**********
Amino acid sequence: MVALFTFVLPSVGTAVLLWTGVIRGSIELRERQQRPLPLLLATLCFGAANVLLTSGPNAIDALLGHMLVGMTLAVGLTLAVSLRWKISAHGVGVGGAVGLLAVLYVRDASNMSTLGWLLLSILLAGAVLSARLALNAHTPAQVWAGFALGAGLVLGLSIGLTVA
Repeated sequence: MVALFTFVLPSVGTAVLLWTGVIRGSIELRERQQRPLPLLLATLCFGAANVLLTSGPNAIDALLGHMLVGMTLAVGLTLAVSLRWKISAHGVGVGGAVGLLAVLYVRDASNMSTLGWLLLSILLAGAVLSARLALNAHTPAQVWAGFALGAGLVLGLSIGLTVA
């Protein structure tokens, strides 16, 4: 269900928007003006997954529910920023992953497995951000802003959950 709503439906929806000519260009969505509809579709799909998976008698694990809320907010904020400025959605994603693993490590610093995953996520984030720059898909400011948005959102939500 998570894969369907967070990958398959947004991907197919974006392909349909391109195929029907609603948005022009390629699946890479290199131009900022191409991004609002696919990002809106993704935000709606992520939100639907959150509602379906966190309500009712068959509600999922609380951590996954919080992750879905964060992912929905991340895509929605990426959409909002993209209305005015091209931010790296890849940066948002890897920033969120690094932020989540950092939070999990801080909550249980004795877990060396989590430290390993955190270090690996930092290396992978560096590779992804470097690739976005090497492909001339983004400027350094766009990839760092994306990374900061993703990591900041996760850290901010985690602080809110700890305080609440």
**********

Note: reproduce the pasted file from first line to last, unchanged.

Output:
Amino acid sequence: MVALFTFVLPSVGTAVLLWTGVIRGSIELRERQQRPLPLLLATLCFGAANVLLTSGPNAIDALLGHMLVGMTLAVGLTLAVSLRWKISAHGVGVGGAVGLLAVLYVRDASNMSTLGWLLLSILLAGAVLSARLALNAHTPAQVWAGFALGAGLVLGLSIGLTVA
Repeated sequence: MVALFTFVLPSVGTAVLLWTGVIRGSIELRERQQRPLPLLLATLCFGAANVLLTSGPNAIDALLGHMLVGMTLAVGLTLAVSLRWKISAHGVGVGGAVGLLAVLYVRDASNMSTLGWLLLSILLAGAVLSARLALNAHTPAQVWAGFALGAGLVLGLSIGLTVA
């Protein structure tokens, strides 16, 4: 269900928007003006997954529910920023992953497995951000802003959950 709503439906929806000519260009969505509809579709799909998976008698694990809320907010904020400025959605994603693993490590610093995953996520984030720059898909400011948005959102939500 998570894969369907967070990958398959947004991907197919974006392909349909391109195929029907609603948005022009390629699946890479290199131009900022191409991004609002696919990002809106993704935000709606992520939100639907959150509602379906966190309500009712068959509600999922609380951590996954919080992750879905964060992912929905991340895509929605990426959409909002993209209305005015091209931010790296890849940066948002890897920033969120690094932020989540950092939070999990801080909550249980004795877990060396989590430290390993955190270090690996930092290396992978560096590779992804470097690739976005090497492909001339983004400027350094766009990839760092994306990374900061993703990591900041996760850290901010985690602080809110700890305080609440």